On any given day, between 80,000 and 90,000 people are actively listed as missing with law enforcement agencies across the U.S. But how many people have gone missing on the country's roughly 640 million acres of public lands--and who searches for them when they disappear? An investigation shows that the Department of the Interior "does not actively aggregate such statistics," and that the number of missing persons on public lands could be anywhere from a few hundred to potentially thousands.
From Outside Magazine:
After the September 11 attacks, Interior tried to build its own database to track law-enforcement actions across lands managed by the National Park Service, Bureau of Land Management, U.S. Fish and Wildlife Service, and Bureau of Indian Affairs. (The Forest Service is under the Department of Agriculture.) The result, the Incident Management Analysis and Reporting System, is a $50 million Database to Nowhere—last year, only 14 percent of the several hundred reportable incidents were entered into it. The system is so flawed that Fish and Wildlife has said no thanks and refuses to use it.
That leaves the only estimates to civilians and conspiracy theorists. Aficionados of the vanished believe that at least 1,600 people, and perhaps many times that number, remain missing on public lands under circumstances that defy easy explanation.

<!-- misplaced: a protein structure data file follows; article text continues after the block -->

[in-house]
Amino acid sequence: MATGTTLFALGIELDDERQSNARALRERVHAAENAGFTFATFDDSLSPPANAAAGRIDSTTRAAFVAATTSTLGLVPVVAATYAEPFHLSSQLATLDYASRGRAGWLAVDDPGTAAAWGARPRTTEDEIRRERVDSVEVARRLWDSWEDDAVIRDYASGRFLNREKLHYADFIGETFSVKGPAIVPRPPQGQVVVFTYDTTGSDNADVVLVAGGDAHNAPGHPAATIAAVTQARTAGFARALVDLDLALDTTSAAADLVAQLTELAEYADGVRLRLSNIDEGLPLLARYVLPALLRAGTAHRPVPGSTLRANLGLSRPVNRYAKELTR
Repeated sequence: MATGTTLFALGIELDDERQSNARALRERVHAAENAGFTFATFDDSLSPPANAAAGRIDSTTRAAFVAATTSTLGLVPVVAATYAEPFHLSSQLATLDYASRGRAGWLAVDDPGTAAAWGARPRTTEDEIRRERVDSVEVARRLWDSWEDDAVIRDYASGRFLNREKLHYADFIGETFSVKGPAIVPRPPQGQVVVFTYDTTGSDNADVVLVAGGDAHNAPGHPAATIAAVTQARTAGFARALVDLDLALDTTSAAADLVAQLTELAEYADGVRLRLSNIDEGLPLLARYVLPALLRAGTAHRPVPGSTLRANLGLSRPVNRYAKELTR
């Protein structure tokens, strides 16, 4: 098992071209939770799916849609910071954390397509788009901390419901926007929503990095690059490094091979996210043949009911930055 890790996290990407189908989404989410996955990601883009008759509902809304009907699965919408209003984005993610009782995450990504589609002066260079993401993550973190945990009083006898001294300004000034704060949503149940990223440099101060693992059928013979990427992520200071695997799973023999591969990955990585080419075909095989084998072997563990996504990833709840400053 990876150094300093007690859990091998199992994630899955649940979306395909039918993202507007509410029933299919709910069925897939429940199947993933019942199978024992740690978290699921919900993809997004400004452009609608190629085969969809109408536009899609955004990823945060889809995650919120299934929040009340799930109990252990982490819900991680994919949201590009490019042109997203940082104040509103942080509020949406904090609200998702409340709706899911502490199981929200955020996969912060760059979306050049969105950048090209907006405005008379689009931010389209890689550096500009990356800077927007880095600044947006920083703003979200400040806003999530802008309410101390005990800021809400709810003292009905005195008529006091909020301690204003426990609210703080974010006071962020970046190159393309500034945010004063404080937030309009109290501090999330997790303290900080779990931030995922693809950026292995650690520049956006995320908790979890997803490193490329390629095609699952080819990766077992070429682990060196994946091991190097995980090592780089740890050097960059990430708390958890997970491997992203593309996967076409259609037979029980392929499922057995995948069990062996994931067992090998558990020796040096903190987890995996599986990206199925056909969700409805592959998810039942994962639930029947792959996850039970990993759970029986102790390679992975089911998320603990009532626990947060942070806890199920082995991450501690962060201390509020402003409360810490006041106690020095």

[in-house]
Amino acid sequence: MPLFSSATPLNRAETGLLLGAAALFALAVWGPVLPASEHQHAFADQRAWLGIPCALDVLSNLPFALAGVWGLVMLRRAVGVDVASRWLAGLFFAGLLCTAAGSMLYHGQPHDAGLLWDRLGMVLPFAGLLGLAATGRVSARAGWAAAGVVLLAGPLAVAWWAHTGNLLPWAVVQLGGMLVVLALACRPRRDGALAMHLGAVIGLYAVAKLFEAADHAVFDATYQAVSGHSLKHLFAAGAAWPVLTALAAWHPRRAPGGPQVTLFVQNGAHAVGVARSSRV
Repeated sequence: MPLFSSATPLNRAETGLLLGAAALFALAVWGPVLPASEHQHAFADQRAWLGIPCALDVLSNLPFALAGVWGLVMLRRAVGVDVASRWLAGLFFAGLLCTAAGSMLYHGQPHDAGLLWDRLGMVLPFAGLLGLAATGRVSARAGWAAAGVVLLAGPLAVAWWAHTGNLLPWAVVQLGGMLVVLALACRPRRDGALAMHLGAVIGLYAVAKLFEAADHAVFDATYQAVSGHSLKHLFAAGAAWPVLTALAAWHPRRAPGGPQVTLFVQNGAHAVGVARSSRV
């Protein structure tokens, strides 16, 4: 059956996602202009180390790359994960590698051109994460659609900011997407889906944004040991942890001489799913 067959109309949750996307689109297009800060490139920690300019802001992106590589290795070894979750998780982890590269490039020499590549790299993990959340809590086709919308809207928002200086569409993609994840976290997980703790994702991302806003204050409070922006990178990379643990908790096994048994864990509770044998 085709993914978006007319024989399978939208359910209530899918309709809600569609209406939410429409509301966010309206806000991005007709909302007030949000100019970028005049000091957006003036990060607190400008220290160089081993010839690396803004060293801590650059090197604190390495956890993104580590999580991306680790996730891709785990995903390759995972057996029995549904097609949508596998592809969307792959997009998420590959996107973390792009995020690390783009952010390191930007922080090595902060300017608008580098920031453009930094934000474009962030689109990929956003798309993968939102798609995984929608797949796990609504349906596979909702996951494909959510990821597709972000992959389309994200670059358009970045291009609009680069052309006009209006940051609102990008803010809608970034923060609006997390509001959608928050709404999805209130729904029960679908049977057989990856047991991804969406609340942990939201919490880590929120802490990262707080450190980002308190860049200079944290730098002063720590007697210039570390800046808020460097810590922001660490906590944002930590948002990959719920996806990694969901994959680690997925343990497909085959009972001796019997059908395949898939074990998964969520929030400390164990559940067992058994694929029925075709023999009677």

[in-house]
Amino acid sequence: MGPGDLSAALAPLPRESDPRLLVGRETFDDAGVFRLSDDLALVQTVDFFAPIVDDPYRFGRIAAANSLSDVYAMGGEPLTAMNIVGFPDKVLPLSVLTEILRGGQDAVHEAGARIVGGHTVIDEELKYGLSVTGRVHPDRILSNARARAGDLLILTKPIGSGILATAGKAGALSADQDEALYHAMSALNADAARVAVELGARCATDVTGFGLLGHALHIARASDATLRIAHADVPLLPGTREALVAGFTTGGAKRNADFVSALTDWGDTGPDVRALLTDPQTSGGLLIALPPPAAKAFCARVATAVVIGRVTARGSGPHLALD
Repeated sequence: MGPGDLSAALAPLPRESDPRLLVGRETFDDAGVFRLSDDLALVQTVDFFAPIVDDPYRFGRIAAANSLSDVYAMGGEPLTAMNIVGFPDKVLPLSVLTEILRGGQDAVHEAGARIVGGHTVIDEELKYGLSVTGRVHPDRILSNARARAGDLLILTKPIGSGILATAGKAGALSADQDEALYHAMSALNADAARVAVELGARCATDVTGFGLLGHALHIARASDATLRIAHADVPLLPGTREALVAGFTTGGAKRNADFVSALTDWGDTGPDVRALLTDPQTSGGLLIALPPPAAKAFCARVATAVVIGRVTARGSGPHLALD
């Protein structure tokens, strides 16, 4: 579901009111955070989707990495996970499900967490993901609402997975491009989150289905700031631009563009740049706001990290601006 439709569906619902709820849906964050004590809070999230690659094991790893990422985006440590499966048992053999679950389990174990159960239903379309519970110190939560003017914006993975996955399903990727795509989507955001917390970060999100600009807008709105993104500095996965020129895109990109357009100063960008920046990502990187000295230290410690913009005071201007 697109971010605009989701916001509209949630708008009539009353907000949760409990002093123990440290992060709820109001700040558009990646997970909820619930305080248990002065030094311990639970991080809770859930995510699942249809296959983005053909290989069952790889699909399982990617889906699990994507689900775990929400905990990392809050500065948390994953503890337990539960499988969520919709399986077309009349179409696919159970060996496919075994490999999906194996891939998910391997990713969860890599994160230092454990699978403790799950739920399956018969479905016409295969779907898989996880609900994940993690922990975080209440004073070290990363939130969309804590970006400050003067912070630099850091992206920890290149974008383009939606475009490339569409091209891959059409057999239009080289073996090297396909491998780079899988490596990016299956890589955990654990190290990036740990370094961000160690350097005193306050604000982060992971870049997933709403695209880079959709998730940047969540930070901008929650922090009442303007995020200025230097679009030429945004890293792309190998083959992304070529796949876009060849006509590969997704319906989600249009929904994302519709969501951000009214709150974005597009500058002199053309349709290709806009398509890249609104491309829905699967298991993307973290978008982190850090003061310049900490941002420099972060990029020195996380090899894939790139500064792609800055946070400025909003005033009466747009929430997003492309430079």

Numbers aside, it matters tremendously where you happen to disappear. If you vanish in a municipality, the local police department is likely to look for you. The police can obtain assistance from the county sheriff or, in other cases, state police or university law enforcement. If foul play is suspected, your state's bureau of investigation can decide to get involved. Atop that is the FBI. With the exception of the sheriff, however, these organizations don't tend to go rifling through the woods unless your case turns into a criminal one.
But all those bets are off when you disappear in the wild. While big national parks like Yosemite operate almost as sovereign states, with their own crack search and rescue teams, go missing in most western states and, with the exception of New Mexico and Alaska, statutes that date back to the Old West stipulate that you're now the responsibility of the county sheriff.